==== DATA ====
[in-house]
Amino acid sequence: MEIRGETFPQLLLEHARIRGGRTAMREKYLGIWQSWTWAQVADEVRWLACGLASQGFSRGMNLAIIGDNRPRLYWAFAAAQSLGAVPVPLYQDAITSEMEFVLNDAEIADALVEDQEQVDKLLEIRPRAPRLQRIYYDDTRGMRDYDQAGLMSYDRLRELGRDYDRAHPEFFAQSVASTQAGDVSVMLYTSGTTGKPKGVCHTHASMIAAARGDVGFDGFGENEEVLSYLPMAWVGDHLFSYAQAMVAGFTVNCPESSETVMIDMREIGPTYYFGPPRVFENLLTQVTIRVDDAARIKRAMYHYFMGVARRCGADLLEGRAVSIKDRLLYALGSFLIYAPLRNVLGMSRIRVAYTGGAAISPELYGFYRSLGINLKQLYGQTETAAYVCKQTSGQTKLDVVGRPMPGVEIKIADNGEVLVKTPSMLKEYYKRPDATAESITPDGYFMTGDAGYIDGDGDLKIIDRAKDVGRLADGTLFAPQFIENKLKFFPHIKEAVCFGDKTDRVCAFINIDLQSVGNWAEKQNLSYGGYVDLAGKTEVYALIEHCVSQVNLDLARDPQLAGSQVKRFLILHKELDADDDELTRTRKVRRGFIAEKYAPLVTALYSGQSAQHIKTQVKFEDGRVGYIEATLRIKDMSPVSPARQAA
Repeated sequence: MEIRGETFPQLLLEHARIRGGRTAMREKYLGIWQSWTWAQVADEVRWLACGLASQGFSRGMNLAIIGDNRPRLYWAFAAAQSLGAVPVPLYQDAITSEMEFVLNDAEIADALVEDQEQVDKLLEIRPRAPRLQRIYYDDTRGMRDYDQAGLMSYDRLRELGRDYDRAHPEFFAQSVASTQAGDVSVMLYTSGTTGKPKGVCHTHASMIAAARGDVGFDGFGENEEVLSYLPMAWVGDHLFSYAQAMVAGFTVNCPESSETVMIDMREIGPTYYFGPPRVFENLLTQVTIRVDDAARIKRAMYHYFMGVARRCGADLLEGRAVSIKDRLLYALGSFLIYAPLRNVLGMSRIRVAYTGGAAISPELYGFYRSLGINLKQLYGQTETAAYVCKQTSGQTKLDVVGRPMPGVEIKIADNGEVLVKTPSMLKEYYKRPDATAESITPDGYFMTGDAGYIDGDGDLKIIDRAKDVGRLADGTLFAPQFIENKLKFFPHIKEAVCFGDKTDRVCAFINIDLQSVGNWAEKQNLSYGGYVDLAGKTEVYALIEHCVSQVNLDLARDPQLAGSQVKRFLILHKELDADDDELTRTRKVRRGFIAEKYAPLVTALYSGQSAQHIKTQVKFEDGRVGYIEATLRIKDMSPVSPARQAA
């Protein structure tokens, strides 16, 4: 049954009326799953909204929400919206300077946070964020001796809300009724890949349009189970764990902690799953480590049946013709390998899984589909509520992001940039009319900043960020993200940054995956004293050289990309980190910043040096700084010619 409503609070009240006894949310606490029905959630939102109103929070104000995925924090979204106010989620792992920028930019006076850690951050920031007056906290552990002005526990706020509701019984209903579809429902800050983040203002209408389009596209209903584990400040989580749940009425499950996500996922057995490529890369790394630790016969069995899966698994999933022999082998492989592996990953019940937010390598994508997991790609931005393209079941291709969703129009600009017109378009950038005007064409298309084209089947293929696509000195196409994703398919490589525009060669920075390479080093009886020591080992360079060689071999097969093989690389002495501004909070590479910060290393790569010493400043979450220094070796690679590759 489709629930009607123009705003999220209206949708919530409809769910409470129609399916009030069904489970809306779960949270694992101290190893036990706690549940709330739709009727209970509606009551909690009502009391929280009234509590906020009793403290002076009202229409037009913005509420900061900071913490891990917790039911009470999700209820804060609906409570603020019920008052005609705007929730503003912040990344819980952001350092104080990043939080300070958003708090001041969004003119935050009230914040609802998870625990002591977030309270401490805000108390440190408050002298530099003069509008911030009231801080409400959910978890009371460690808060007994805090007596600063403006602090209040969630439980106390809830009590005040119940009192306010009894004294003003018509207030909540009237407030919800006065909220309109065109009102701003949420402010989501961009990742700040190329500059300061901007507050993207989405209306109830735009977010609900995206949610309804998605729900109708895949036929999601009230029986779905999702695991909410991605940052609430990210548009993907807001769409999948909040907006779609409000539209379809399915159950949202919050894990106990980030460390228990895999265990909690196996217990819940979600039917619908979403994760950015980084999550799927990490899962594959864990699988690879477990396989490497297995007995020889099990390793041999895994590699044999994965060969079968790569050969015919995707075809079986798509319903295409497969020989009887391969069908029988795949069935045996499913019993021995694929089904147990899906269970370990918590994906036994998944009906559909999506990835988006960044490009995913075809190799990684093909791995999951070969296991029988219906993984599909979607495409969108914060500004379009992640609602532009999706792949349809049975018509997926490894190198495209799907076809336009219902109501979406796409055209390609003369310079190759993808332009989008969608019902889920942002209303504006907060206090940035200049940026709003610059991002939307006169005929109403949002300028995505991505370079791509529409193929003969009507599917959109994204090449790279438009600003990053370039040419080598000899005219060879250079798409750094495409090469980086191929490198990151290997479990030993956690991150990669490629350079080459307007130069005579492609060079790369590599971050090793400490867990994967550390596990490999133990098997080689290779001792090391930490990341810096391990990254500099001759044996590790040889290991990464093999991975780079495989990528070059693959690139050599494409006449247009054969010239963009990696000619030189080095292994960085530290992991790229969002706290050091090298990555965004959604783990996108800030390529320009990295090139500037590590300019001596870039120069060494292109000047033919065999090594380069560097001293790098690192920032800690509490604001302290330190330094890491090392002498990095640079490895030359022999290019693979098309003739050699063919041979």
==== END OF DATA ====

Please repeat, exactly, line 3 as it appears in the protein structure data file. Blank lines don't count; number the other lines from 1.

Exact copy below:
Repeated sequence: MEIRGETFPQLLLEHARIRGGRTAMREKYLGIWQSWTWAQVADEVRWLACGLASQGFSRGMNLAIIGDNRPRLYWAFAAAQSLGAVPVPLYQDAITSEMEFVLNDAEIADALVEDQEQVDKLLEIRPRAPRLQRIYYDDTRGMRDYDQAGLMSYDRLRELGRDYDRAHPEFFAQSVASTQAGDVSVMLYTSGTTGKPKGVCHTHASMIAAARGDVGFDGFGENEEVLSYLPMAWVGDHLFSYAQAMVAGFTVNCPESSETVMIDMREIGPTYYFGPPRVFENLLTQVTIRVDDAARIKRAMYHYFMGVARRCGADLLEGRAVSIKDRLLYALGSFLIYAPLRNVLGMSRIRVAYTGGAAISPELYGFYRSLGINLKQLYGQTETAAYVCKQTSGQTKLDVVGRPMPGVEIKIADNGEVLVKTPSMLKEYYKRPDATAESITPDGYFMTGDAGYIDGDGDLKIIDRAKDVGRLADGTLFAPQFIENKLKFFPHIKEAVCFGDKTDRVCAFINIDLQSVGNWAEKQNLSYGGYVDLAGKTEVYALIEHCVSQVNLDLARDPQLAGSQVKRFLILHKELDADDDELTRTRKVRRGFIAEKYAPLVTALYSGQSAQHIKTQVKFEDGRVGYIEATLRIKDMSPVSPARQAA